The British flag is fluttering above more buildings around the world than ever before, despite the Foreign Office's struggle with a multimillion-pound cut in its annual budget and plans to shed hundreds of jobs from its workforce.
While the Government's spending cuts are stifling departments across Whitehall, figures seen by The Independent on Sunday reveal that the FCO is sitting on an expanding worldwide property empire that is worth more than £2bn.
The Foreign Secretary, William Hague, claimed last week that the case for a stronger diplomatic network across the world was "utterly compelling", as he signalled an increased British presence in places such as Brazil, Turkey, Mexico and Indonesia. The shake-up, confirmed after MPs complained that the department's performance had suffered due to a lack of resources, will be funded by £100m of "administrative savings" every year.
But Mr Hague did not disclose that the number of properties owned by the FCO across the globe has risen to more than 2,300 – at a time when all government departments have been under severe pressure to cut costs.
Two years ago, Foreign Office mandarins threatened widespread sales of British embassies and official residences, as part of a crackdown on the costs of maintenance, staffing and expensive duties including official entertaining. In 2008-09 alone, the FCO sold over £60m-worth of property in 11 countries.
In spite of further warnings about large-scale sell-offs when the coalition came to power last May, the number of UK-owned properties has risen from 2,180 to 2,318 in the three years up to last September.
The value of FCO property in 126 countries around the world rose from £1.7bn to more than£2bn in the same period. The Foreign Office opened a new £17m embassy in Tbilisi, Georgia, in November. However, the most valuable holdings are in Thailand, where the 44 offices, compounds and residential properties are valued at almost £160m. It is believed that expanding trade and tourism links have sparked the expansion of the presence in Thailand, where the UK recently opened a consulate in Pattaya. The FCO's portfolio in the United States – which houses the UK's delegations to Washington and the United Nations in New York – is worth £132m.
A watchdog report last year condemned the department's management of the global estate – and highlighted "poorly used space" in locations including Thailand and the US. The National Audit Office found one area of the Bangkok headquarters had 11 empty rooms, while the consulate general offices in New York are spread over two floors leased for £1.4m a year, with surplus office space on both floors.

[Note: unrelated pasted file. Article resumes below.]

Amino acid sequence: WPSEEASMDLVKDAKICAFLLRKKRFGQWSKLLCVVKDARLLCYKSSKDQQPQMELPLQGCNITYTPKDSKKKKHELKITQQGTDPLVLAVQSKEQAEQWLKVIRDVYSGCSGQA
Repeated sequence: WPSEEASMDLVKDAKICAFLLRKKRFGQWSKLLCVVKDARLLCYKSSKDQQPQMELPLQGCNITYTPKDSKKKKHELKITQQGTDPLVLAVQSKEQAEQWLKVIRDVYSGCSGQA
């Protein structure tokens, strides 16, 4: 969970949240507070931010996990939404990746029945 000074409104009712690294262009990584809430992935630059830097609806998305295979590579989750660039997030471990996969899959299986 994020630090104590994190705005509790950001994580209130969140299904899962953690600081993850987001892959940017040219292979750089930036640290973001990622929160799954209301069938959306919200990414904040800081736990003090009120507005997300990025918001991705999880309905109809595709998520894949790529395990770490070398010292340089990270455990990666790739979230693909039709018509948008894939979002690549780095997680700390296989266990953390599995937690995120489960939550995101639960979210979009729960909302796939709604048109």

Improbably, the second-largest outpost in the FCO's property empire is in Ethiopia, where the department owns 70 buildings, including a century-old residence in a 90-acre compound outside Addis Ababa. A further 67 are listed in Nigeria, 62 in the Russian Federation and 48 in Kenya.
The values of the holdings vary widely. The 11 buildings in Hong Kong are worth more than £115m, an office and two homes in Greece are valued at £30m, while 20 buildings in Nepal are worth a total of £220,000. Two residential properties on the Falklands are worth £360,000, and the six holdings on Barbados are valued at £4.6m.
Even though the FCO is grappling with a 24 per cent cut in its £1.6bn budget, imposed under George Osborne's spending review, the department is resisting a large-scale sell-off of its overseas assets. Mr Hague last week announced "a substantial reinvigoration of the diplomatic network to make it ready for the 21st century". He added: "The only way to increase our national prosperity and secure the growth of our economy is through trade, and our embassies play a vital role in supporting British business."
The FCO's top civil servant, Simon Fraser, told the Foreign Affairs Select Committee that diplomats would make savings by spending less on upgrading embassies and by selling off some of its properties abroad.
Last week the committee's report on the FCO's role warned that budget cuts were "one of the major threats to the FCO's continued effectiveness".
The committee's chairman, Richard Ottaway, said: "We regard the FCO's network of overseas posts as integral to the department's ability to discharge its functions, and recommend the FCO seek to maintain a global UK presence."
Charlotte Linacre, of the TaxPayers' Alliance, said yesterday: "The Foreign Office shouldn't be expanding their property portfolio or tying themselves into contracts with little room for manoeuvre. They need to be looking to save money by sharing office functions in foreign posts where possible.
"It's crucial that operations are streamlined and savings are found, but these figures don't suggest they've been scaling back. The Foreign Office must work harder to ensure they are doing all they can to control costs and deliver better value for money for taxpayers."Reuse content